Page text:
Here Steve looks out over the Fairy Lochs. We were told at the lodge that this was a fairly easy walk, so we set out shortly after we arrived. It soon became clear that we'd need more time and energy, so we turned back. The next day we were determined to reach the lochs, but despite what all the travel guides said, it was fairly rough going--rocky terrain alternating with muddy bogs, and very steep in places. We had at least four moments of false hope when we thought we'd almost reached the plateau only to find there was SO MUCH MORE ground to cover. This view was well-earned, I tell you! (Going back down was even harder, but we won't dwell on that...)


We enjoyed views like this (and easier paths) on our Flowerdale Glen walk.


Another view of Loch Gairloch.


I'll wrap up by offering this post-dinner selfie taken on our last evening at Sheildaig Lodge. The pictures were so goofy, and we were laughing so hard, that the owner came out and asked if we would like him to take the photo. (We must have been making a spectacle of ourselves.) As you might imagine, his photo featured the lodge much more prominently.

Stay tuned for postcards from our walk to Chastleton House in the Cotswolds!

[Cross-posted at Livejournal]

Thursday, July 28, 2016

Summer Travel Postcards: Scotland, part 1


"Now this feels like the Highlands!"

On Sunday we flew to Inverness for five days in Scotland. We spent the first two nights on the Black Isle at Cromarty, a lovely little village. My photographs from the stay aren't that impressive, however, because the weather was a bit dreary. I was terribly fond of Cromarty, but for now let's move on to the more dramatic west coast sights near Gairloch. (We'll revisit Cromarty when I post my blog on tea. Yay!)


First, I must praise my husband and, to a lesser extent, satellite navigation. I've never driven overseas, and Steve hadn't for over a decade (not since we drove to Brontë country and he nearly abandoned the car in Bradford out of terror and frustration). What a difference a built-in sat nav makes! I wouldn't say Steve was relaxed about driving this time around, but he was very good at it, particularly when the roads narrowed to a single lane, which happened A LOT.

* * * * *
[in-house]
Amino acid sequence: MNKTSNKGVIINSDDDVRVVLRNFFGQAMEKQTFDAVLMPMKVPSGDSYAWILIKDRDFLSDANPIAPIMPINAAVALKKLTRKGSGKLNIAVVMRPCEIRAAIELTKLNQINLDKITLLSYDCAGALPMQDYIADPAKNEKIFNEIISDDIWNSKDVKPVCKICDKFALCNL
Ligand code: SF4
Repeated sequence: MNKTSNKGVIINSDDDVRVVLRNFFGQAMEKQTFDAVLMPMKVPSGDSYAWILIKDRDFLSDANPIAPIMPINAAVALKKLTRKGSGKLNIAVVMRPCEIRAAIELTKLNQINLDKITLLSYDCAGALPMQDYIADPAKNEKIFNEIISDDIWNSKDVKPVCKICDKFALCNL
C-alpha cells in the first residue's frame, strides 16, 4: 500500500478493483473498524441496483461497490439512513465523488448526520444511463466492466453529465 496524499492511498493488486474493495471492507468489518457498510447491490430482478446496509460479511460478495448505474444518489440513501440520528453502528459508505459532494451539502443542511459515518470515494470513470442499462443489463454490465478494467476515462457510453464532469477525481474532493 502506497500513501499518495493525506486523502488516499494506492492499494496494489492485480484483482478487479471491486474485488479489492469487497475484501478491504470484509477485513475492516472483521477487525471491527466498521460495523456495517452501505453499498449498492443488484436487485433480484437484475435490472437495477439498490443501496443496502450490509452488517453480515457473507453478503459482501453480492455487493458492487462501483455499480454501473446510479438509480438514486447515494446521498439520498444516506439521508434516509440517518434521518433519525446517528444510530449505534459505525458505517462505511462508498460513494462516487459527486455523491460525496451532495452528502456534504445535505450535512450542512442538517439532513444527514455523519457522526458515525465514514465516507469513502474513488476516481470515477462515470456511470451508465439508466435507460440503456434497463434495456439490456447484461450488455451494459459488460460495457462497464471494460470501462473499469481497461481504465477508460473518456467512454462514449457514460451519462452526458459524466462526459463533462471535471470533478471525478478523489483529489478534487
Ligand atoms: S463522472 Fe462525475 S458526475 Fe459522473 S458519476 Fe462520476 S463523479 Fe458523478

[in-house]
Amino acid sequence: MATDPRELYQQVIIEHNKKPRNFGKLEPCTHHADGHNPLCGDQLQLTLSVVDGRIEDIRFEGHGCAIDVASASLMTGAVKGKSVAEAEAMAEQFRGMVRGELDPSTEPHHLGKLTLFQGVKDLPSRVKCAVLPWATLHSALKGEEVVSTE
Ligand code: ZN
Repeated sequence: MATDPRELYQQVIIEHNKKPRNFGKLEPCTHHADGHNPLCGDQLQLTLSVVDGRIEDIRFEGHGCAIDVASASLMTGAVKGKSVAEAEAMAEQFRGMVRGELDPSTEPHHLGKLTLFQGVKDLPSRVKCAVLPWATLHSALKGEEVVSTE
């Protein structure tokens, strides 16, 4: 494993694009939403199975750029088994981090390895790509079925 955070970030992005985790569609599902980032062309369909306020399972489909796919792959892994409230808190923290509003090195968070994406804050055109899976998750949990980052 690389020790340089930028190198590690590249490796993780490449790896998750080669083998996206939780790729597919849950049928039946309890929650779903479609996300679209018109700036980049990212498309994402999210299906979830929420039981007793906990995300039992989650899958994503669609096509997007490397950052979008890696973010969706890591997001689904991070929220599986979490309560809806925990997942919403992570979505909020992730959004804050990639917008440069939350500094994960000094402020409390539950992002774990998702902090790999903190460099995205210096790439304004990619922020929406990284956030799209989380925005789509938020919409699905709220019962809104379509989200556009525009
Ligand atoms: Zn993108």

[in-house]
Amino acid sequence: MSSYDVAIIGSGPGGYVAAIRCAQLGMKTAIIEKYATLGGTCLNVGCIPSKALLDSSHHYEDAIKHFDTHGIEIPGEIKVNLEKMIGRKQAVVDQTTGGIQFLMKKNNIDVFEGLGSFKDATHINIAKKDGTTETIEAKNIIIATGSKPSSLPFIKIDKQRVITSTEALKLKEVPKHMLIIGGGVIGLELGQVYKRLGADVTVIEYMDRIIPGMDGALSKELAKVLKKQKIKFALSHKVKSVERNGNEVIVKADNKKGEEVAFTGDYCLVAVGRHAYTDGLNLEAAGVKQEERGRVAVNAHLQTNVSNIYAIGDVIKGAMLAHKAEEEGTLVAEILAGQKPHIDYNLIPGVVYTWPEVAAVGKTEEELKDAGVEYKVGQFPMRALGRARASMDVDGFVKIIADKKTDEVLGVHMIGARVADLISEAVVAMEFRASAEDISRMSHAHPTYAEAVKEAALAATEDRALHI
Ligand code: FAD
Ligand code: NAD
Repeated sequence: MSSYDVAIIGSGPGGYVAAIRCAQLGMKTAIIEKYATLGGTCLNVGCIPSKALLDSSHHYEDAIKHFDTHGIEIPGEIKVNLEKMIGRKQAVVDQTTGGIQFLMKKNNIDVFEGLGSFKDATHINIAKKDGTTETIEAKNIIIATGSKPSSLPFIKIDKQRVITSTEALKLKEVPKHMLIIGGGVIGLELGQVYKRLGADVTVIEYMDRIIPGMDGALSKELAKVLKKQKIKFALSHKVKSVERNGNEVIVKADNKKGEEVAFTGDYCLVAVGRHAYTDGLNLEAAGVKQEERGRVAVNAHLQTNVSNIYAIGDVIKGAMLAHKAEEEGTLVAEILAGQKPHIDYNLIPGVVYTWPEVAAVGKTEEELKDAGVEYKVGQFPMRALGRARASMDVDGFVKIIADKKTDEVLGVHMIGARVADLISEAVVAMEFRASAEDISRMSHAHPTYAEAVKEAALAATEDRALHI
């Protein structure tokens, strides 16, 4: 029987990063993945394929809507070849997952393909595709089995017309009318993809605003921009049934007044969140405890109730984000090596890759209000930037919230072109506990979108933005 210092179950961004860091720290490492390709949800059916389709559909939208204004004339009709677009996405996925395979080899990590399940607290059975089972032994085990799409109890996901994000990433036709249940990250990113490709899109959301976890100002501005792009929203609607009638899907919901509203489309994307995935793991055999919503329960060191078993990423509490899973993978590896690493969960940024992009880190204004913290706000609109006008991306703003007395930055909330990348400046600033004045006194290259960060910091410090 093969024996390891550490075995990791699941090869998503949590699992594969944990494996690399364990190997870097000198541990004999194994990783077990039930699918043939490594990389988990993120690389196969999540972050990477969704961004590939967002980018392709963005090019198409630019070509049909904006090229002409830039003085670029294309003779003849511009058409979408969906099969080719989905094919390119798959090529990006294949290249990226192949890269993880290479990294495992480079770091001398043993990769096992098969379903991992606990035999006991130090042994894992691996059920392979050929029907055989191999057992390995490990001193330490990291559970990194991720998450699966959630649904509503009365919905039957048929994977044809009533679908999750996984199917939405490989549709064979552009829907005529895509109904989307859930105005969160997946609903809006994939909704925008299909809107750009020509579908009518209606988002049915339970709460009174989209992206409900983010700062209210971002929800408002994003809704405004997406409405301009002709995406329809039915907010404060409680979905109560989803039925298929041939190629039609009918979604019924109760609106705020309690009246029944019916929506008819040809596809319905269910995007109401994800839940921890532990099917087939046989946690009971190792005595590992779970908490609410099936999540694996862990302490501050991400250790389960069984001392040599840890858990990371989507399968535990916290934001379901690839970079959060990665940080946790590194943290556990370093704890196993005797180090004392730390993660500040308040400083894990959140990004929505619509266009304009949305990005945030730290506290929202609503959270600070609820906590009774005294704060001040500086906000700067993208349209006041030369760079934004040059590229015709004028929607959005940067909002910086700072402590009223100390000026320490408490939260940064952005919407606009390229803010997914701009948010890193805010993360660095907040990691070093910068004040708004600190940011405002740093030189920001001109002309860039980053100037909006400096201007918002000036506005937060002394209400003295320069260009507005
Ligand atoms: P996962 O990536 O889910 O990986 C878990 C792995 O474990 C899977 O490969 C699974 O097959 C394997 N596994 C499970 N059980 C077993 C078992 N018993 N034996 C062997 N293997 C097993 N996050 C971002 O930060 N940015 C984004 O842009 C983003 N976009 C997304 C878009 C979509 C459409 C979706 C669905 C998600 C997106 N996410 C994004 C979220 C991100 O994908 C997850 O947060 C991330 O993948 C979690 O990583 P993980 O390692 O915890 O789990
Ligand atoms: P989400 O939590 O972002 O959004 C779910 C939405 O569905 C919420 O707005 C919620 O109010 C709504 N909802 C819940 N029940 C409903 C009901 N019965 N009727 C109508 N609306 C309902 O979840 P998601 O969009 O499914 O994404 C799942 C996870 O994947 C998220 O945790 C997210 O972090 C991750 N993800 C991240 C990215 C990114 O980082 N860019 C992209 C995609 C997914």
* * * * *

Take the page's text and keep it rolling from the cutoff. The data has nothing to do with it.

One of our first driving adventures was out to the beaches at Red Point. The day started gloomy but turned quite fine as you can see. No filter on any of these photos--it was just that beautiful! And we nearly had it all to ourselves (but were happy to share).


Obligatory (and somewhat squinty) selfie. As we were leaving this beach, we ran into a group of pony trekkers. Later we walked to the Gairloch Trekking Center and watched two children grooming a pair of fat little ponies as part of the "Kids Stable Special" program. Do check out the gallery on their webpage--guaranteed to make you smile!


We were able to explore this rocky outcropping while the tide was out. You can see the Isle of Skye across the water -- it was huge! Why did I think Skye was a wee island?


I didn't have the nerve to walk to the edge, but that's okay because it meant I could take this photo. :)

Stay tuned for more postcards from the Highlands!

[Cross-posted at Livejournal]

Tuesday, July 26, 2016

Summer travel postcards: London


July evening sky -- no filter!

We just returned from a two week trip to England and Scotland. Steve did not direct the law program in Oxford this summer, but he was asked to plan and be present for some special events for the students. Since the trip would take place over our 25th Anniversary, we decided to add on some personal travel, starting with three nights in London.


Couldn't resist this photo upon our Thursday arrival at Paddington Station. I never was much of a Paddington fan as a child, but the 2015 film was utterly enchanting. (Apparently this statue was part of the promotion for the film. See more about the Paddington promotion statues at this blog post. And read my thoughts on the film here.)


On Friday we visited the Leighton House Museum, once home of Pre-Raphaelite painter Frederic Leighton. (His most famous painting might be Flaming June.) It's a lovely house with Middle Eastern architectural and decorative touches, along with an impressive art collection, but I confess my favorite moment was meeting this smushy-faced ginger cat in the garden.


Friday night we enjoyed dinner in Soho with the incomparable Dominic Mattos!


On Saturday we visited the Foundling Museum, built near the site of The Foundling Hospital, established in 1739 by philanthropist Thomas Coram to care for abandoned babies. The two items above are tokens made by mid-18th century mothers who were asked to ‘affix on each child some particular writing, or other distinguishing mark or token, so that the children may be known thereafter if necessary'. Learn more about the tokens here.

[I've long been intrigued by orphans and foundlings in fiction, and my latest story features a foundling girl who is adopted to replace a much grieved child -- a child who, as it turns out, may not have entirely departed from this plane of existence...]


Saturday night we saw The Taming of the Shrew at The Globe and upon leaving encountered this dramatic view of St. Paul's Cathedral from across the Thames.

Stay tuned for more travel postcard posts!

[Cross-posted at Livejournal]